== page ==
Cryopreservation of Primarily Isolated Porcine Hepatocytes With UW Solution
Abstract:Development of liver-targeted cell therapies, such as hepatocyte transplantation and bioartificial livers, requires a large amount of functional hepatocytes as needed. To achieve this development, establishing an excellent cryopreservation method of hepatocytes is an extremely important issue. Therefore, we performed a comparative review of cryoprotective effects of various cryopreservation solutions using primarily isolated porcine hepatocytes. Porcine hepatocytes were isolated with a four-step dispase and collagenase perfusion method. The obtained hepatocytes with the initial viabilities of 76%, 84%, and 96% were assigned to the following four groups for cryopreservation at −80°C: Dulbecco’s modified Eagle’s medium (DMEM) + 10% fetal bovine serum (FBS) + 12% dimethyl sulfoxide (DMSO) (group A), University of Wisconsin (UW) solution + 12% DMSO (group B), Cell Banker 1 (group C), and Cell Banker 2 (group D). The hepatocytes in each group were thawed at 3 days, 10 days, and 5 months of cryopreservation and subjected to comparative analyses, including viability, plating efficiency, LDH release, ammonia removal test, and lentiviral gene transfer. These parameters were the most favorable in the hepatocytes cryopreserved with UW solution. Approximately 5% of thawed cryopreserved porcine hepatocytes expressed LacZ activity after lentiviral transduction. Intrasplenic transplantation of UW solution-cryopreserved hepatocytes improved the survival of rats treated with D-galactosamine. UW solution maintained the functions of cryopreserved porcine hepatocytes.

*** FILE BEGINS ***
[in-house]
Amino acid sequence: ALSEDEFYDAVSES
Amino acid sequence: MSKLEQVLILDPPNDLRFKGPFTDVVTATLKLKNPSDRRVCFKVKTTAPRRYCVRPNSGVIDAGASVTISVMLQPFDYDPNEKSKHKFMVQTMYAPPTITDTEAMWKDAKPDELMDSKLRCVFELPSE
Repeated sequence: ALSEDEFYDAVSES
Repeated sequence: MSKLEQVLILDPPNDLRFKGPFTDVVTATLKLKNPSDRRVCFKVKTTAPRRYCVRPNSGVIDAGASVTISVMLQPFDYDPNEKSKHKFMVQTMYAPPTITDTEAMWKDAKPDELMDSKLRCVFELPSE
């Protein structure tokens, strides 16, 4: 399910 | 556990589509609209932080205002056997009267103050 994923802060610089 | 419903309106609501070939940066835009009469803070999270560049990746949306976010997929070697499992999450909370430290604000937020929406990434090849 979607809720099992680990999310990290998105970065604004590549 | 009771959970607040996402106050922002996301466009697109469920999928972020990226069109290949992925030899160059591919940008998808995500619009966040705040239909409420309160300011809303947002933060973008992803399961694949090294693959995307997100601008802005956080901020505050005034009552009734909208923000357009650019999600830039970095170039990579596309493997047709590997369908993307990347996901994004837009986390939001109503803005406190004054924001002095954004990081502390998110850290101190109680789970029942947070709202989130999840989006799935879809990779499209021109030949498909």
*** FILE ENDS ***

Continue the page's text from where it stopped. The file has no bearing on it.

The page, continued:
Document Type: Research Article
Affiliations: 1: *Division of Gastroenterology I, Department of Medicine, Kawasaki Medical School, 577 Matsushima, Kurashiki, Okayama 701-0192 Japan 2: †Department of Surgery, Okayama University Graduate School of Medicine and Dentistry, 2-5-1 Shikata-cho, Okayama 700-8558, Japan 3: ‡Medical Products Development Department, Kuraray Medical Co., 1621 Sakazu, Kurashiki, Okayama 710-8622, Japan 4: §Animal Center for Medical Research, Okayama University Medical School, 2-5-1 Shikata-cho, Okayama 700-8558, Japan 5: ¶Tissue Engineering Research Center, The National Institute of Advanced Industrial Science and Technology. 1-1-4 Higashi, Tsukubashi, Ibaragi 305-8562, Japan
Publication date: January 1, 2003
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